'This article analyses the controversy that greeted the release of Paradise Road, Bruce Beresford's 1997 film about civilian women interned by the Japanese in World War Two. It centres on three issues that dominated critical reception of the film: its handling of the issues of sexual threat and physical violence to woman in captivity: the representation of Japanese camp guards; and debate about the film's claims to accuracy. These issues are intrinsically linked to broader understandings about gender, race and historical truth.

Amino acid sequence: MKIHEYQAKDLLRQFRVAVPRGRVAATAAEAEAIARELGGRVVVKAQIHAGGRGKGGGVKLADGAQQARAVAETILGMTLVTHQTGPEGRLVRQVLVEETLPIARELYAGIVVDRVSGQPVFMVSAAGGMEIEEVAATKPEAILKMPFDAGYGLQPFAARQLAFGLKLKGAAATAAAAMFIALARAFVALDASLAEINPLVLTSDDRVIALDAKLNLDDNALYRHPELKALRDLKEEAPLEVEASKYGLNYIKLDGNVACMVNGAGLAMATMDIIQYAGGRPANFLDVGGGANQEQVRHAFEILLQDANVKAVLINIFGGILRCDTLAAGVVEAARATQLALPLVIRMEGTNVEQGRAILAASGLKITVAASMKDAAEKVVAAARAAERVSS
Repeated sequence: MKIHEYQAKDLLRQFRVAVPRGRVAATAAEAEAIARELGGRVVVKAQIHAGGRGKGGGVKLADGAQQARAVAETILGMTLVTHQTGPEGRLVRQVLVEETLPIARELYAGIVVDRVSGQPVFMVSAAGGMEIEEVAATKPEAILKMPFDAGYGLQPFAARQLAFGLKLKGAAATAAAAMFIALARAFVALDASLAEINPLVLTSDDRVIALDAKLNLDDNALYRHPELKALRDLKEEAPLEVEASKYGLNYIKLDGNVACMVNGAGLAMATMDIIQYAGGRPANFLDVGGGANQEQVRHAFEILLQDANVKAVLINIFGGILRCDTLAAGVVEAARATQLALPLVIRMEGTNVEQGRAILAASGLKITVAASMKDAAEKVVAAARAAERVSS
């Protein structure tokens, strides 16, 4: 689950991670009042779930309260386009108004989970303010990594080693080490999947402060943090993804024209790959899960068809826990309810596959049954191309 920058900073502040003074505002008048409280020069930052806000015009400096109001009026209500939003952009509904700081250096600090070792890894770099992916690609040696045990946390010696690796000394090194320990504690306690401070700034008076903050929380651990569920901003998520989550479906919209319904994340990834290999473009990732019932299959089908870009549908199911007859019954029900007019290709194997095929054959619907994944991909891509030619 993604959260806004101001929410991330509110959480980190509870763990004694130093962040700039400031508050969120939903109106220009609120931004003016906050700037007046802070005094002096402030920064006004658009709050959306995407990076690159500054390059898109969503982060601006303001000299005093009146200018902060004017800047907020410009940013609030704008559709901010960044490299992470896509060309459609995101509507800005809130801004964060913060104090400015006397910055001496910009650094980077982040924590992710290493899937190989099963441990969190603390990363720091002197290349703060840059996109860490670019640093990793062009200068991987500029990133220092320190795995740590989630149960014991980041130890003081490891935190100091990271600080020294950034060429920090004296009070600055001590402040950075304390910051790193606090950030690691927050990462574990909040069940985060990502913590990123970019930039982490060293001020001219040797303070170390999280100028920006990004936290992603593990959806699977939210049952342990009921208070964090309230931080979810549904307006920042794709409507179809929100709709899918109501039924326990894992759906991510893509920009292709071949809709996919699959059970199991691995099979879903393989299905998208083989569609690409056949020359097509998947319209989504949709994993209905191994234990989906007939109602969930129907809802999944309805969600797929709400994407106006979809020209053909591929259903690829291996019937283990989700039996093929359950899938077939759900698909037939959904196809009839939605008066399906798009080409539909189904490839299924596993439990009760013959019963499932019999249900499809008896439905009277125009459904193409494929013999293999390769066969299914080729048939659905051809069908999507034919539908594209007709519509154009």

The article examines how race overtook gender in political debate as the fulcrum of the film's cultural comment on war. It suggests that this trend was particularly acute in Australia, where a discussion of race ultimately elided the film's gendered aspects and merged into a consideration of the film's historical truthfulness. This process reveals the strength of perceptions among movie-goers and many reviewers that cinematic history can reveal the truth about the past, and the need for historians to engage more fully in public debate about film and history.' (Christina Twomey).